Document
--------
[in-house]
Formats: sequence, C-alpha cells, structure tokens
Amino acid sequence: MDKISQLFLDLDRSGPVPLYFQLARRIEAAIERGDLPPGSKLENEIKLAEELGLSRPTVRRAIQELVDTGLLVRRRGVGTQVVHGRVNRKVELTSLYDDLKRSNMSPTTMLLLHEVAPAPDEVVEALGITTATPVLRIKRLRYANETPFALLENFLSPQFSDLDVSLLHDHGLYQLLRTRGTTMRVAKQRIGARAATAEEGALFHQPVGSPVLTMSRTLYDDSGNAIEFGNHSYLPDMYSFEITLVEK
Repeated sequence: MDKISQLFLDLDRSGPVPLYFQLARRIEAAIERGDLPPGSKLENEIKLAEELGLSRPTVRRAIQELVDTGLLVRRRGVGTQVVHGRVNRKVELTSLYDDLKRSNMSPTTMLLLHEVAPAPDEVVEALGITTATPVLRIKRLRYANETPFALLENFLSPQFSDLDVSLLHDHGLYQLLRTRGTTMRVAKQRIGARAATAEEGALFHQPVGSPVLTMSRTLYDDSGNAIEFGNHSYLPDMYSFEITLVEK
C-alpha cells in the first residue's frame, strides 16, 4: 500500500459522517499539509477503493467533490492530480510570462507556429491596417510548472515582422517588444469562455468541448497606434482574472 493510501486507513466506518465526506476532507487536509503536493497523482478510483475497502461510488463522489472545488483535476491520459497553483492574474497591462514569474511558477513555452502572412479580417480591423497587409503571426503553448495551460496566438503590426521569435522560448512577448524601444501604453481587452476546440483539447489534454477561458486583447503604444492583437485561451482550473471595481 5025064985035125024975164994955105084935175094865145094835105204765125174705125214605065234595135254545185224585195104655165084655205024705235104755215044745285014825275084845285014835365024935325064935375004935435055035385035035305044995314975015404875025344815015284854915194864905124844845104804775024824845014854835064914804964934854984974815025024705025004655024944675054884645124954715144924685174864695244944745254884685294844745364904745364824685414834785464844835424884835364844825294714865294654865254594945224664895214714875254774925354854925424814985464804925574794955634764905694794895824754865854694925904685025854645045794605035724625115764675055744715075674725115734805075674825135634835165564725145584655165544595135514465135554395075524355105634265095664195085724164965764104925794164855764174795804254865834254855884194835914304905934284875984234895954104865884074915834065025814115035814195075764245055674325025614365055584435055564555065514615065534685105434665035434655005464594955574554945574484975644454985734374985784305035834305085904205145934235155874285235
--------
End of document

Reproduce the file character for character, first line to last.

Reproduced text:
[in-house]
Formats: sequence, C-alpha cells, structure tokens
Amino acid sequence: MDKISQLFLDLDRSGPVPLYFQLARRIEAAIERGDLPPGSKLENEIKLAEELGLSRPTVRRAIQELVDTGLLVRRRGVGTQVVHGRVNRKVELTSLYDDLKRSNMSPTTMLLLHEVAPAPDEVVEALGITTATPVLRIKRLRYANETPFALLENFLSPQFSDLDVSLLHDHGLYQLLRTRGTTMRVAKQRIGARAATAEEGALFHQPVGSPVLTMSRTLYDDSGNAIEFGNHSYLPDMYSFEITLVEK
Repeated sequence: MDKISQLFLDLDRSGPVPLYFQLARRIEAAIERGDLPPGSKLENEIKLAEELGLSRPTVRRAIQELVDTGLLVRRRGVGTQVVHGRVNRKVELTSLYDDLKRSNMSPTTMLLLHEVAPAPDEVVEALGITTATPVLRIKRLRYANETPFALLENFLSPQFSDLDVSLLHDHGLYQLLRTRGTTMRVAKQRIGARAATAEEGALFHQPVGSPVLTMSRTLYDDSGNAIEFGNHSYLPDMYSFEITLVEK
C-alpha cells in the first residue's frame, strides 16, 4: 500500500459522517499539509477503493467533490492530480510570462507556429491596417510548472515582422517588444469562455468541448497606434482574472 493510501486507513466506518465526506476532507487536509503536493497523482478510483475497502461510488463522489472545488483535476491520459497553483492574474497591462514569474511558477513555452502572412479580417480591423497587409503571426503553448495551460496566438503590426521569435522560448512577448524601444501604453481587452476546440483539447489534454477561458486583447503604444492583437485561451482550473471595481 5025064985035125024975164994955105084935175094865145094835105204765125174705125214605065234595135254545185224585195104655165084655205024705235104755215044745285014825275084845285014835365024935325064935375004935435055035385035035305044995314975015404875025344815015284854915194864905124844845104804775024824845014854835064914804964934854984974815025024705025004655024944675054884645124954715144924685174864695244944745254884685294844745364904745364824685414834785464844835424884835364844825294714865294654865254594945224664895214714875254774925354854925424814985464804925574794955634764905694794895824754865854694925904685025854645045794605035724625115764675055744715075674725115734805075674825135634835165564725145584655165544595135514465135554395075524355105634265095664195085724164965764104925794164855764174795804254865834254855884194835914304905934284875984234895954104865884074915834065025814115035814195075764245055674325025614365055584435055564555065514615065534685105434665035434655005464594955574554945574484975644454985734374985784305035834305085904205145934235155874285235